The Chicken Whisperer: managing a moulting flock

’Tis the season for moulting. In this podcast, Dr Brigid McCrea and Andy Schneider want to combat the misinformation on moulting and answer some common questions about the process.
calendar icon 14 October 2019
clock icon 8 minute read

The function of feathers

Feathers are an active advertisement of the birds’ health – if a bird has glossy, strong and soft feathers, it tells other birds that they are parasite-free and have access to enough food and water to thrive. However, once every 12-14 months, chickens need to drop their feathers and replace them with new ones. This removes the damaged feathers, lets the birds maintain their social status and advertises their health to others.

Birds usually moult once a year in order to replace their broken and damaged feathers
Birds usually moult once a year in order to replace their broken and damaged feathers

Though moulting can happen at any time, chickens in the Northern hemisphere tend to moult in the late summer or early autumn.

Since moulting is energy intensive, it impacts a chicken’s metabolic functions and behaviour. In Schneider and McCrea’s experience, it’s difficult for a bird to both moult and produce eggs at the same time – they tend to do one or the other.

McCrea categorises her birds as either “efficient/late moulters” or “lazy/early moulters”. Birds in the efficient or late category tend to lay well and consistently throughout the year, will suddenly stop producing eggs, and drop their feathers quickly. Lazy or early moulters however, are generally not good egg producers and will moult slowly over multiple weeks. In some cases, it can take a lazy moulter 4-6 months to discard and regrow their feathers.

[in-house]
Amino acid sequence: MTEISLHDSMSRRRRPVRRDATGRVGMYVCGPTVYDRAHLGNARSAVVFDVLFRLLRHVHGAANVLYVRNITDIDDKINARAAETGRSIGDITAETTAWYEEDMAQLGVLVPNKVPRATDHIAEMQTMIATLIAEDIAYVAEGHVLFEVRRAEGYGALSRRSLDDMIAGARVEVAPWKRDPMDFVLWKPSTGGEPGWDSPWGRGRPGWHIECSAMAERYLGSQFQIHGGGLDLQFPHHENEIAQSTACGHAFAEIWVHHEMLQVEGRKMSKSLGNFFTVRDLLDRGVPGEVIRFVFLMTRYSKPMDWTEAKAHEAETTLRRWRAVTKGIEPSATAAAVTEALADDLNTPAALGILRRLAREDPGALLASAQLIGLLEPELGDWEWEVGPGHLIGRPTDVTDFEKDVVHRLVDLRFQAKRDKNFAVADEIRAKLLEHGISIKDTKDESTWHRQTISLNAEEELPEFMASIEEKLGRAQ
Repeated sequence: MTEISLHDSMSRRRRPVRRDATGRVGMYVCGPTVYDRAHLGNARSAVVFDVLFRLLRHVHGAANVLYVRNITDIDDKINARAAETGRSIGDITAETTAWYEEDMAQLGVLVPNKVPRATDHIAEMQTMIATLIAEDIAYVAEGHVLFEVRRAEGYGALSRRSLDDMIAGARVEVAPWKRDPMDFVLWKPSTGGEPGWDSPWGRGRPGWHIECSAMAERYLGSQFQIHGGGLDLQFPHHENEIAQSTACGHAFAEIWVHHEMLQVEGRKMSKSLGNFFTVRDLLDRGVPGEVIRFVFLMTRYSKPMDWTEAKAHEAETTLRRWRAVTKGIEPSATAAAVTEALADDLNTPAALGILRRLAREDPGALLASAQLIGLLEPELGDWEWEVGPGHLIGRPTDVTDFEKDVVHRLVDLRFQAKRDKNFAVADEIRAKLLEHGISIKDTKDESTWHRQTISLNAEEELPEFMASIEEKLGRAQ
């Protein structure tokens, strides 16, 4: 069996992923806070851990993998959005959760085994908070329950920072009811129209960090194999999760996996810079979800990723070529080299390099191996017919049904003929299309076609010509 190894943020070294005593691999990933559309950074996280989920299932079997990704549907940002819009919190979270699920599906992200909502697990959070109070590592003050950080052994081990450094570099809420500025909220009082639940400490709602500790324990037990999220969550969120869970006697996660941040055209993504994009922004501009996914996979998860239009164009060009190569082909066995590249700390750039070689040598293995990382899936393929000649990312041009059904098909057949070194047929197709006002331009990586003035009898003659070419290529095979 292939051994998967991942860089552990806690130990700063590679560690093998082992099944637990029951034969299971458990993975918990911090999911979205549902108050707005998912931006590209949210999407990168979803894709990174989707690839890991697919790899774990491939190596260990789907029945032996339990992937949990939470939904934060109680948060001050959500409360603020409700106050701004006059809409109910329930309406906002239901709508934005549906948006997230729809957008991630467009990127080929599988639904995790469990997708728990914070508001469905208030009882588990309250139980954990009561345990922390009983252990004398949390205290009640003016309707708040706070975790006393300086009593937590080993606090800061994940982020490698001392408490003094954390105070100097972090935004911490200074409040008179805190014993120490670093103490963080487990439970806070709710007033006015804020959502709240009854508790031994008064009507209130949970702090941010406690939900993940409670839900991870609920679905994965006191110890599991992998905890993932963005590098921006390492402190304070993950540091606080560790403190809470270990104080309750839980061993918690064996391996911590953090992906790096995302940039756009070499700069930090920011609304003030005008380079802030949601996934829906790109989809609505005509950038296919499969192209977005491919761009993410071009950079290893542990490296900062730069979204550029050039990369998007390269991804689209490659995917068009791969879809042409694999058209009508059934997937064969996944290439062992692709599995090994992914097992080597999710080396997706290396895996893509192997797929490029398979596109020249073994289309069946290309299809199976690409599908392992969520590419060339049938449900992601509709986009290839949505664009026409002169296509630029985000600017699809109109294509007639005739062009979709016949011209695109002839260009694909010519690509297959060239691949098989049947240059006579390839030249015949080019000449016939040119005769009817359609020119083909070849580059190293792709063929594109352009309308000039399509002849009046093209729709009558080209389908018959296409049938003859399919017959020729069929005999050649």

How to tell if your bird is moulting

McCrea tells listeners that explosion moulting – where egg production stops completely and backyard keepers are greeted with a pile of feathers and a bald bird – isn’t common. Chickens will usually drop their feathers in sections, following a pattern.

The moulting pattern usually begins with the ten outer feathers on the wing called the primary feathers. Chickens will start dropping the primary feathers that are immediately next to the axial feather (in the middle of the wing). Keepers will be able to identify the early stages of a moult if the primary feathers are 1/3 or 2/3 the length of the axial feathers. McCrea also tells listeners to look for feathers that are shorter, brighter and shinier than their neighbours. Efficient or late moulters will lose their primary feathers in groups of two or three. Poultry keepers should be able to spot the new feathers if they extend the wing. In her experience, the bird’s moulting pattern on one part of their body will not be mirrored on the other side – so don’t be alarmed if your bird has bald patches.

McCrea and Schneider note that chickens will preen more than usual when they moult, so be sure to give them enough space and enrichment to express this behaviour.

Chickens tend to preen more than usual when they are moulting
Chickens tend to preen more than usual when they are moulting